>
    > end
    > end
    >
    > begin
    >
    > mytest = Testclass.new()
    >
    > rescue Exception => e
    > begin
    >
    > puts e
    > exit 1
    >
    > end
    >
    > puts "Instantiation not cancelled."
    >
    >
    > end
    >
    > If the raise line in the initialize method is disabled, the puts
    > "Instantiation not cancelled." line does not execute.


    Because it's always going to execute that inner begin...end block. I
    expect you want something more like the following:

    begin
    mytest = Testclass.new
    rescue Exception => e
    puts e
    exit 1
    end
    puts "Instantiation not cancelled"

    The first 'begin' starts the protected block, similar to Java's try
    { ... }, and the 'rescue' acts on any exceptions raised within that
    block.

    That said, using exceptions for control flow is usually a bit of
    pathological case in Ruby, and there's usually a better way to
    accomplish the same result. The two possible answers that spring to
    mind are (simple) making the initialiser private or (slightly more
    complicated) just removing the new method all together:

    class Testclass
    class << self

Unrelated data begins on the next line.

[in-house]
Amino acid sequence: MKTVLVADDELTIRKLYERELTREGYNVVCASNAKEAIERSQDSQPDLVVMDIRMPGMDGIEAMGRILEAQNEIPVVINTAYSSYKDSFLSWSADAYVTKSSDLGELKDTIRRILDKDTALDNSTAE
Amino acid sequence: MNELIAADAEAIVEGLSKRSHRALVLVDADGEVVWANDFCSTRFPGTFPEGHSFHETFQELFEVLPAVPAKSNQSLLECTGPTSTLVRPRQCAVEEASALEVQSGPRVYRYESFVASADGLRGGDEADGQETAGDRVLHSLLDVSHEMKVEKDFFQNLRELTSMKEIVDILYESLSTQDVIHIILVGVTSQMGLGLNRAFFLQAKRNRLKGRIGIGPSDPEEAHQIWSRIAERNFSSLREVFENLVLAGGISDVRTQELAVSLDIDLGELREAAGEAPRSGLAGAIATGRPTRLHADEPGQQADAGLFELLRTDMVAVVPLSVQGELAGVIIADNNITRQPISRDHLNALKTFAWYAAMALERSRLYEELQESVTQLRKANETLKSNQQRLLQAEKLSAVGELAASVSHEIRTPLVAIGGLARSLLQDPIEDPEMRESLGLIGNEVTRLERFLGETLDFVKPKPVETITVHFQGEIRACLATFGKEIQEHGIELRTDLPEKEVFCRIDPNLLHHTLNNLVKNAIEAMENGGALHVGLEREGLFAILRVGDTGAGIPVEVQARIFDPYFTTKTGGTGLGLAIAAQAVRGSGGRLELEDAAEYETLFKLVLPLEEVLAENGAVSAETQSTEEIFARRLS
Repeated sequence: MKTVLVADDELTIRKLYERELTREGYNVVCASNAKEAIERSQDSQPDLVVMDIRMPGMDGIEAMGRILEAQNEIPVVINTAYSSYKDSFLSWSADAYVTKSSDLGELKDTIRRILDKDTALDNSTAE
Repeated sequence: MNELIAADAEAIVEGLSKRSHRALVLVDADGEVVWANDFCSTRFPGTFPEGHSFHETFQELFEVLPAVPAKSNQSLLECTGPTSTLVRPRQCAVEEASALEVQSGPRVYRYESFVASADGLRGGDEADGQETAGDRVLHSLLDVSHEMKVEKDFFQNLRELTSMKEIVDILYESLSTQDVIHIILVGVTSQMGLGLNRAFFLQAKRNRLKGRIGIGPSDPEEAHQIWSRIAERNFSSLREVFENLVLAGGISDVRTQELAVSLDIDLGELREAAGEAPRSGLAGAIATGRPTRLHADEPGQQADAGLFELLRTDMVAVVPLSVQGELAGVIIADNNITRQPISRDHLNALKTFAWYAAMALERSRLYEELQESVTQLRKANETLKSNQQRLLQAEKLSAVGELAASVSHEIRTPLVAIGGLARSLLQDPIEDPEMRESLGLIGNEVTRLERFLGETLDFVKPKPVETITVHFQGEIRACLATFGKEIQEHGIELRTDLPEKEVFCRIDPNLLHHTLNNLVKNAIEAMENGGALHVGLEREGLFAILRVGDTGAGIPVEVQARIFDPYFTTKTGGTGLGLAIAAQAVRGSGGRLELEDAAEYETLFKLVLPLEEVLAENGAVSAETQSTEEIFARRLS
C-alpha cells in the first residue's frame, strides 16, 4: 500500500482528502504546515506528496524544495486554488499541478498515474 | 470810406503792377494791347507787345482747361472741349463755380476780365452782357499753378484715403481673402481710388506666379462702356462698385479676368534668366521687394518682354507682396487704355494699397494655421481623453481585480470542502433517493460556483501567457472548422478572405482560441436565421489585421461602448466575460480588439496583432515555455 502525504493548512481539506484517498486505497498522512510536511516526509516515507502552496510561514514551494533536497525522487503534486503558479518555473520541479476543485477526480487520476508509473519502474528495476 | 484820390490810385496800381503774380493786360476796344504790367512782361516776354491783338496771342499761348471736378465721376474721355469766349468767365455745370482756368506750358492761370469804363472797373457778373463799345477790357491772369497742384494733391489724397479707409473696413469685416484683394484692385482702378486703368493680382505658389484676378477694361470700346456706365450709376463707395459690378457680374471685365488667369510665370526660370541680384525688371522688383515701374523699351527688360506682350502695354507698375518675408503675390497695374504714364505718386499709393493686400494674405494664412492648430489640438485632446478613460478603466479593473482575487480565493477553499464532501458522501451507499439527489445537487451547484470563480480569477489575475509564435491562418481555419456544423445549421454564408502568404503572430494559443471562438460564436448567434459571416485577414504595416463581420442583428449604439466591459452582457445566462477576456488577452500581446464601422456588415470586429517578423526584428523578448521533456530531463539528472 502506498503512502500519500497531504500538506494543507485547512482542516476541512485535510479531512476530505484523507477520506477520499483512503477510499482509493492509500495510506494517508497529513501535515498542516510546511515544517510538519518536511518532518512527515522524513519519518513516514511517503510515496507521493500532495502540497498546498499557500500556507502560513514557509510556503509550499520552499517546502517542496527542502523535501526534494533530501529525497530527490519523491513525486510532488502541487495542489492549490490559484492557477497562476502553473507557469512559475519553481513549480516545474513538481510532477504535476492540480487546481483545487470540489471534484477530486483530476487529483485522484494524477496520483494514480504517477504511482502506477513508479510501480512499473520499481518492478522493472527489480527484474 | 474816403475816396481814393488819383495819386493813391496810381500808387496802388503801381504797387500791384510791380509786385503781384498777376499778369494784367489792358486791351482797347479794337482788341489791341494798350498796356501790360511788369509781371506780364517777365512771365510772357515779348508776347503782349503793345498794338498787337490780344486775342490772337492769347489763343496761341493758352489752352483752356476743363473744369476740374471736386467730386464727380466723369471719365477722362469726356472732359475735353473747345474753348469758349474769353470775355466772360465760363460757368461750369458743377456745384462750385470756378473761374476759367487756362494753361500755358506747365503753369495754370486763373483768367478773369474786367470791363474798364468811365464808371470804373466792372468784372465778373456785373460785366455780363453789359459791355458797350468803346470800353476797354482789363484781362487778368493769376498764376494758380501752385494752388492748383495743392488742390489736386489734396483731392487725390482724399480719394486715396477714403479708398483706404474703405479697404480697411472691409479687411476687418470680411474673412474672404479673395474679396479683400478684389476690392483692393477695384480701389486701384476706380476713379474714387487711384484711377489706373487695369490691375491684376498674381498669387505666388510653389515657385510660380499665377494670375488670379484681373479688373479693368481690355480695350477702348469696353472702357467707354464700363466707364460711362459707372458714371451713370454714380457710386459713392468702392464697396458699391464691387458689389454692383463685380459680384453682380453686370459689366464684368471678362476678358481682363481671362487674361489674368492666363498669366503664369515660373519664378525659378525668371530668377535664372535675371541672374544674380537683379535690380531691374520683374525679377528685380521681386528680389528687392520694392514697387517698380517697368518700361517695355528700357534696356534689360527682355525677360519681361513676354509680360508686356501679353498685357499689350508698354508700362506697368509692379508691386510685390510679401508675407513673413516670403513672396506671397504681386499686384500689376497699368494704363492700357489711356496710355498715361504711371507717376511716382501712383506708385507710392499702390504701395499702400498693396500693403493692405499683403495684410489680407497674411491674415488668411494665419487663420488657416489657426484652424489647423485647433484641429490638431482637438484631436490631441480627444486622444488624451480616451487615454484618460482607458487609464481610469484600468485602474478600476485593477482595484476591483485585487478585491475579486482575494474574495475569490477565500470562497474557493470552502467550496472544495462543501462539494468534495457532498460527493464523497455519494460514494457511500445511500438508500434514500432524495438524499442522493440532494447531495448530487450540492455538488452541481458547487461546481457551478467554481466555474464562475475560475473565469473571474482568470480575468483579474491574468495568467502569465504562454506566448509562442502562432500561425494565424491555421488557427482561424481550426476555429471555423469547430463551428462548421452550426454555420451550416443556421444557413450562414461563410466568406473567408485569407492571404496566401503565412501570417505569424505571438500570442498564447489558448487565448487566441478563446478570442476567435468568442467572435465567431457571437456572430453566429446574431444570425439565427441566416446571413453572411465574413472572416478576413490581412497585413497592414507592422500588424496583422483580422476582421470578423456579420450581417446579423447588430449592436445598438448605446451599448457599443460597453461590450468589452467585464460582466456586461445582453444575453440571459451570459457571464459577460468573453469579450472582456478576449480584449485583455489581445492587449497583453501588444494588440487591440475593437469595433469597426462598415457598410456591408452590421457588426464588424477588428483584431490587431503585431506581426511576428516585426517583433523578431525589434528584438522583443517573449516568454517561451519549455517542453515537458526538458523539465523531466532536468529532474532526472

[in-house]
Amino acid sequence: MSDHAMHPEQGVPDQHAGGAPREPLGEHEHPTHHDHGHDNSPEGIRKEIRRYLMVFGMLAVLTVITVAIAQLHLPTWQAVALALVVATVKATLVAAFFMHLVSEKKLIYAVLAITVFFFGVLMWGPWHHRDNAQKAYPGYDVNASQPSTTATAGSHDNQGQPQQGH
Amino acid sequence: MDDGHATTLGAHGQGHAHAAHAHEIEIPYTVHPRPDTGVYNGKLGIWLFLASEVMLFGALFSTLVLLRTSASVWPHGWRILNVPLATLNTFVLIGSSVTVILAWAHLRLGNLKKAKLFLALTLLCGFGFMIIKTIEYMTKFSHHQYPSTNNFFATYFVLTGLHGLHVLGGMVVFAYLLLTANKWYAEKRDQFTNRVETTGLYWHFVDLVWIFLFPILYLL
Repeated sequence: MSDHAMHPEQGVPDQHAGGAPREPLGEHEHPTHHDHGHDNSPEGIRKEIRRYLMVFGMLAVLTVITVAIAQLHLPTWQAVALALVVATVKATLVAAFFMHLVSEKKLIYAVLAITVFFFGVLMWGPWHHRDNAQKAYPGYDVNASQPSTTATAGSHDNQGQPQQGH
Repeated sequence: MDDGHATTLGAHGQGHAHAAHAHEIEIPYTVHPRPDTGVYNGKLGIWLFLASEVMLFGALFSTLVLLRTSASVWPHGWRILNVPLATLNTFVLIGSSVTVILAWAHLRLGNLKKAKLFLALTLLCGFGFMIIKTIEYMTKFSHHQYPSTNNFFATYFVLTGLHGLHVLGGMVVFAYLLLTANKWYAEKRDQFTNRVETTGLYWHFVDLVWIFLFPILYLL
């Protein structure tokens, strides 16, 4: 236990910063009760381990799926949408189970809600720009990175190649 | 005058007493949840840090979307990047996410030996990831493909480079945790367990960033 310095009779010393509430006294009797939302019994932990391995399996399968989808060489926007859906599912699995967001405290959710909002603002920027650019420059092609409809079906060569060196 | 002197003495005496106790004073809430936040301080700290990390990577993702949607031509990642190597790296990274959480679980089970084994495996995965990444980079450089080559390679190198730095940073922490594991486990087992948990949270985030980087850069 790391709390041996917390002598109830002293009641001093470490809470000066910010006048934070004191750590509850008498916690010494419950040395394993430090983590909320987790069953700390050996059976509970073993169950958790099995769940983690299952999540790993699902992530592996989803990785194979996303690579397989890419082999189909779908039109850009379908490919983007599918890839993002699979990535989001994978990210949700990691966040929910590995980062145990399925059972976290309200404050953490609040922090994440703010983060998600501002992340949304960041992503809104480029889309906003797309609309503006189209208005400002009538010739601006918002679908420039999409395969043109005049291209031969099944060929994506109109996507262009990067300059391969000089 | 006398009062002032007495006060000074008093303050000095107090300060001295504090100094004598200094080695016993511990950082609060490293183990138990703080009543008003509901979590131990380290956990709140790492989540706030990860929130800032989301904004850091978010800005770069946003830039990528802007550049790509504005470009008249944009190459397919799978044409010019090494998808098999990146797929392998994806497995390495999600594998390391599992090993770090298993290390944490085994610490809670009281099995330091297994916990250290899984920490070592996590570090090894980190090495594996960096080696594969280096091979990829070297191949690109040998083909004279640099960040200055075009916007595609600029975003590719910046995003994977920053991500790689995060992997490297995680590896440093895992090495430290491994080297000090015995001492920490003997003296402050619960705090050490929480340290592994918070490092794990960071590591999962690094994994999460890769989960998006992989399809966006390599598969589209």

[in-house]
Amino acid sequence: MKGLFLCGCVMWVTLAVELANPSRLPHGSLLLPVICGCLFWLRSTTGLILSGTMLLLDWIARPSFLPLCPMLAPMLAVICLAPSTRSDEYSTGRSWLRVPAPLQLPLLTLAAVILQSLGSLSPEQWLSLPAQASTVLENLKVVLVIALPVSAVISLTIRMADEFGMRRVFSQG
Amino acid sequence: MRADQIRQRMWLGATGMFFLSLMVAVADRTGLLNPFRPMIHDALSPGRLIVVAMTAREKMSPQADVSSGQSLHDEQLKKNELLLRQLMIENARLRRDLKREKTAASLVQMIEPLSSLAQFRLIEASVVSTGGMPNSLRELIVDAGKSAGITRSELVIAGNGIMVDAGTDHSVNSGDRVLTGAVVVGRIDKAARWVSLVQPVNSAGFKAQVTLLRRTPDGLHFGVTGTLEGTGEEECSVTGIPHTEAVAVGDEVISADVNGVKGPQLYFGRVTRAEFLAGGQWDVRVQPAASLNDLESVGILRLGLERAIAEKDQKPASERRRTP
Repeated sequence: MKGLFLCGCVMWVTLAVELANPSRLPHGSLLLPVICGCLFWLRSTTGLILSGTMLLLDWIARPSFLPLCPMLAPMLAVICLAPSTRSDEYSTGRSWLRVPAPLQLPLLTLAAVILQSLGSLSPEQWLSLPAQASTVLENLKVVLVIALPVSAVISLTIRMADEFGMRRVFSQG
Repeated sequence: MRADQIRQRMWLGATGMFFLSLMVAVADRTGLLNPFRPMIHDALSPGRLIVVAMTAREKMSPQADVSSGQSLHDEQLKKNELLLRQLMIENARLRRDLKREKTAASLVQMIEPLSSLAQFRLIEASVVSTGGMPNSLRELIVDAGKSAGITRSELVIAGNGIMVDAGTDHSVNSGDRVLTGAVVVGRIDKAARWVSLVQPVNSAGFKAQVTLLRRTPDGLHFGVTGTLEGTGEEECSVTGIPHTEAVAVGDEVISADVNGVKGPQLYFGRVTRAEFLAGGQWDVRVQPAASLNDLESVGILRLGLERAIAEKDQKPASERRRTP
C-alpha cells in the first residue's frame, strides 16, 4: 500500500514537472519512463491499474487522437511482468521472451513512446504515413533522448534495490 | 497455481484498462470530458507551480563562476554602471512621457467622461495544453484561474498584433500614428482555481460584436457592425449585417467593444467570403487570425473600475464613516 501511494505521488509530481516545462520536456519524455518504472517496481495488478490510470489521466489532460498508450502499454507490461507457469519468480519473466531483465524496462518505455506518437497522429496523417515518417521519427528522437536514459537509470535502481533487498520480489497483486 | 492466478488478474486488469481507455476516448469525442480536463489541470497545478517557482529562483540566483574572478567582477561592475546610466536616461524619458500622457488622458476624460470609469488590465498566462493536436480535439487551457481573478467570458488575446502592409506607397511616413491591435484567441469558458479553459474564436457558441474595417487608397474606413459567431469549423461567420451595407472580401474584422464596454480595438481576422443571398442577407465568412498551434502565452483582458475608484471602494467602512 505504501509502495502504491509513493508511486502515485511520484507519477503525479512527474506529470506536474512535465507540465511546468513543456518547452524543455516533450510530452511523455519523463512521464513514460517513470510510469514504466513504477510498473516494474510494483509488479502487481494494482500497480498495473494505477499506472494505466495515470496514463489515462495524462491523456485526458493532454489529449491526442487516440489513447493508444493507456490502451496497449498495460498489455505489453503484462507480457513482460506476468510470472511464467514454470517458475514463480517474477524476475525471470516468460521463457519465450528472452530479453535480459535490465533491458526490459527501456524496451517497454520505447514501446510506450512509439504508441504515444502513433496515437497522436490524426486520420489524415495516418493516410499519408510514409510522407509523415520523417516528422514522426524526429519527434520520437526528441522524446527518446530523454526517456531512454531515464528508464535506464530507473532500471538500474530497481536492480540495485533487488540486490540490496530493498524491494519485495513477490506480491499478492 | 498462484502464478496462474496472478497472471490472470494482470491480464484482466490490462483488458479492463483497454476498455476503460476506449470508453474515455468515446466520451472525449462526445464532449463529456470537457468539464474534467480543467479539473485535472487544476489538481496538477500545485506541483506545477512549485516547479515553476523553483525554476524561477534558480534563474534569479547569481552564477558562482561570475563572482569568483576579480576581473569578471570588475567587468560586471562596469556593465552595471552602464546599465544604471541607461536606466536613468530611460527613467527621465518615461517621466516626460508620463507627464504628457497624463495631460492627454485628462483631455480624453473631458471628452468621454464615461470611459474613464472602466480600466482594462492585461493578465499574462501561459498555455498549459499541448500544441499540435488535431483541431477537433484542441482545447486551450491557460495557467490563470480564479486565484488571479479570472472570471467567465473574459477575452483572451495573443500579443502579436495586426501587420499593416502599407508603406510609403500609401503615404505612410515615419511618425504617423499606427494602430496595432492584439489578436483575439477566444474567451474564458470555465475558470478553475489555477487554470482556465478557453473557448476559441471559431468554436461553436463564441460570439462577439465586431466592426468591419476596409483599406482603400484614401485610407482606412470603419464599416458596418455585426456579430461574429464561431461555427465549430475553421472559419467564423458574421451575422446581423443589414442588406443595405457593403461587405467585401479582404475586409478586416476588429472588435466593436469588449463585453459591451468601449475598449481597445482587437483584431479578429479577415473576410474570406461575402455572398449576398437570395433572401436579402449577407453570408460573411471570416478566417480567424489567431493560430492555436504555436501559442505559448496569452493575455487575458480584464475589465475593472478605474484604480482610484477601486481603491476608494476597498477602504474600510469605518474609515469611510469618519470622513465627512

undef_method :new
    end
    end

    my_test = Testclass.new()
    NoMethodError: undefined method `new' for Foo:Class
    from (irb):6
    from :0



    matthew smillie.
    Matthew Smillie, Jul 27, 2006
    #4
  5. Dave Mihalik

    Dave Mihalik Guest


    >That said, using exceptions for control flow is usually a bit of
    > pathological case in Ruby, and there's usually a better way to
    > accomplish the same result. The two possible answers that spring to
    > mind are (simple) making the initialiser private or (slightly more
    > complicated) just removing the new method all together:



    I am trying to determine how my program should handle errors in the
    initialize method. If an error occurs in code that is running in the
    initialize method, I want to be able to prevent the class from
    instantiating.


    class Testclass
    def initialize()

    ## Do work here.
    ## Do more work here.
    ## Get an error from doing more work.

    ## Raise an error to prevent the class from instantiating because
    ## the functionality of the class depends on the above work.

    ##raise "Instantiation cancelled."

    end
    end

    ## Try to instantiate the class.
    begin

    mytest = Testclass.new()

    ## Make sure that the instantiation was successful.
    rescue Exception => e

    ## If not, handle the error.
    puts e
    exit 1

    end

    ## If instantiation succeeded, then proceed with the program.
    puts "Instantiation not cancelled."

    Is there a better way to handle errors in the initialize method?

    --
    Posted via http://www.ruby-forum.com/.
    Dave Mihalik, Jul 27, 2006
    #5
  6. Dave Mihalik

    Alex Young Guest

    Dave Mihalik wrote:
    <snip>
    > I am trying to determine how my program should handle errors in the
    > initialize method. If an error occurs in code that is running in the